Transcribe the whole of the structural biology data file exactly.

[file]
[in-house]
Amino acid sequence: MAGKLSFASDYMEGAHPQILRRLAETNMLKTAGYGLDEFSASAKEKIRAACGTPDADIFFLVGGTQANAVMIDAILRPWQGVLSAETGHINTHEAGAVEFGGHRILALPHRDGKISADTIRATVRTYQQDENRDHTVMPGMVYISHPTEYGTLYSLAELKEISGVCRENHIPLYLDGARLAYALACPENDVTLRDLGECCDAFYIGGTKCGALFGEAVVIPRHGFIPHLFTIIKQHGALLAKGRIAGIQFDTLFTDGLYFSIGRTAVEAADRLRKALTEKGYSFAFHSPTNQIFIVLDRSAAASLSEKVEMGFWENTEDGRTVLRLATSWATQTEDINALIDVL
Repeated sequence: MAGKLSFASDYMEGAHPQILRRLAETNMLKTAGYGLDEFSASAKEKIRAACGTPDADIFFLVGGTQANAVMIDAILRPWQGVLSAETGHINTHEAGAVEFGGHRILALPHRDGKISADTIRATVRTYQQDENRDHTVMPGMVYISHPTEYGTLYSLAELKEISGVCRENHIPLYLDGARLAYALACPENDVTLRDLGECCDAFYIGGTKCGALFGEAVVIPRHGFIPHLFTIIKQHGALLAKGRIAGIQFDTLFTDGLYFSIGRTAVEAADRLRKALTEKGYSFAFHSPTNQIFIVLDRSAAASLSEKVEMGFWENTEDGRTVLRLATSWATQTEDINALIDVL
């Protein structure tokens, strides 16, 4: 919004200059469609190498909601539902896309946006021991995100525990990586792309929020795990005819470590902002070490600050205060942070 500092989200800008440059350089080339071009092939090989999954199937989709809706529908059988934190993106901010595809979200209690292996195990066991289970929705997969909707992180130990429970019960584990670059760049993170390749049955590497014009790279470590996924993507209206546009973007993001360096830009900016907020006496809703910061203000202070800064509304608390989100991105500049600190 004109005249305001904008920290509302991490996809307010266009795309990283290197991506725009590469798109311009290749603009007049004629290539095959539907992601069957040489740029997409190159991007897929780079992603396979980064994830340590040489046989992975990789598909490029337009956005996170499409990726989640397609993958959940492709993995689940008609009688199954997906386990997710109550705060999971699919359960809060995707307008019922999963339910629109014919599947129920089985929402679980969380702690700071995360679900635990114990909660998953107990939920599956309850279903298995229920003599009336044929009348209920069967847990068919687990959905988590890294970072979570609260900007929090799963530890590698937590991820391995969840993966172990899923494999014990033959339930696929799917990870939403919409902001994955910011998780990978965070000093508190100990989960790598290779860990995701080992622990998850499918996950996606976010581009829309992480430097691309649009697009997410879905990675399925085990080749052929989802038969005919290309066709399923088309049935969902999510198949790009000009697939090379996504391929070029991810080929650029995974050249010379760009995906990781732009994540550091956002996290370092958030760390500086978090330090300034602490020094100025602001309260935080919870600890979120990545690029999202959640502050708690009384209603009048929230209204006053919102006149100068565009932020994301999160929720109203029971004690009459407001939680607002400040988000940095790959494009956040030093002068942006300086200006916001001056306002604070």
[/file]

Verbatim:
[in-house]
Amino acid sequence: MAGKLSFASDYMEGAHPQILRRLAETNMLKTAGYGLDEFSASAKEKIRAACGTPDADIFFLVGGTQANAVMIDAILRPWQGVLSAETGHINTHEAGAVEFGGHRILALPHRDGKISADTIRATVRTYQQDENRDHTVMPGMVYISHPTEYGTLYSLAELKEISGVCRENHIPLYLDGARLAYALACPENDVTLRDLGECCDAFYIGGTKCGALFGEAVVIPRHGFIPHLFTIIKQHGALLAKGRIAGIQFDTLFTDGLYFSIGRTAVEAADRLRKALTEKGYSFAFHSPTNQIFIVLDRSAAASLSEKVEMGFWENTEDGRTVLRLATSWATQTEDINALIDVL
Repeated sequence: MAGKLSFASDYMEGAHPQILRRLAETNMLKTAGYGLDEFSASAKEKIRAACGTPDADIFFLVGGTQANAVMIDAILRPWQGVLSAETGHINTHEAGAVEFGGHRILALPHRDGKISADTIRATVRTYQQDENRDHTVMPGMVYISHPTEYGTLYSLAELKEISGVCRENHIPLYLDGARLAYALACPENDVTLRDLGECCDAFYIGGTKCGALFGEAVVIPRHGFIPHLFTIIKQHGALLAKGRIAGIQFDTLFTDGLYFSIGRTAVEAADRLRKALTEKGYSFAFHSPTNQIFIVLDRSAAASLSEKVEMGFWENTEDGRTVLRLATSWATQTEDINALIDVL
């Protein structure tokens, strides 16, 4: 919004200059469609190498909601539902896309946006021991995100525990990586792309929020795990005819470590902002070490600050205060942070 500092989200800008440059350089080339071009092939090989999954199937989709809706529908059988934190993106901010595809979200209690292996195990066991289970929705997969909707992180130990429970019960584990670059760049993170390749049955590497014009790279470590996924993507209206546009973007993001360096830009900016907020006496809703910061203000202070800064509304608390989100991105500049600190 004109005249305001904008920290509302991490996809307010266009795309990283290197991506725009590469798109311009290749603009007049004629290539095959539907992601069957040489740029997409190159991007897929780079992603396979980064994830340590040489046989992975990789598909490029337009956005996170499409990726989640397609993958959940492709993995689940008609009688199954997906386990997710109550705060999971699919359960809060995707307008019922999963339910629109014919599947129920089985929402679980969380702690700071995360679900635990114990909660998953107990939920599956309850279903298995229920003599009336044929009348209920069967847990068919687990959905988590890294970072979570609260900007929090799963530890590698937590991820391995969840993966172990899923494999014990033959339930696929799917990870939403919409902001994955910011998780990978965070000093508190100990989960790598290779860990995701080992622990998850499918996950996606976010581009829309992480430097691309649009697009997410879905990675399925085990080749052929989802038969005919290309066709399923088309049935969902999510198949790009000009697939090379996504391929070029991810080929650029995974050249010379760009995906990781732009994540550091956002996290370092958030760390500086978090330090300034602490020094100025602001309260935080919870600890979120990545690029999202959640502050708690009384209603009048929230209204006053919102006149100068565009932020994301999160929720109203029971004690009459407001939680607002400040988000940095790959494009956040030093002068942006300086200006916001001056306002604070």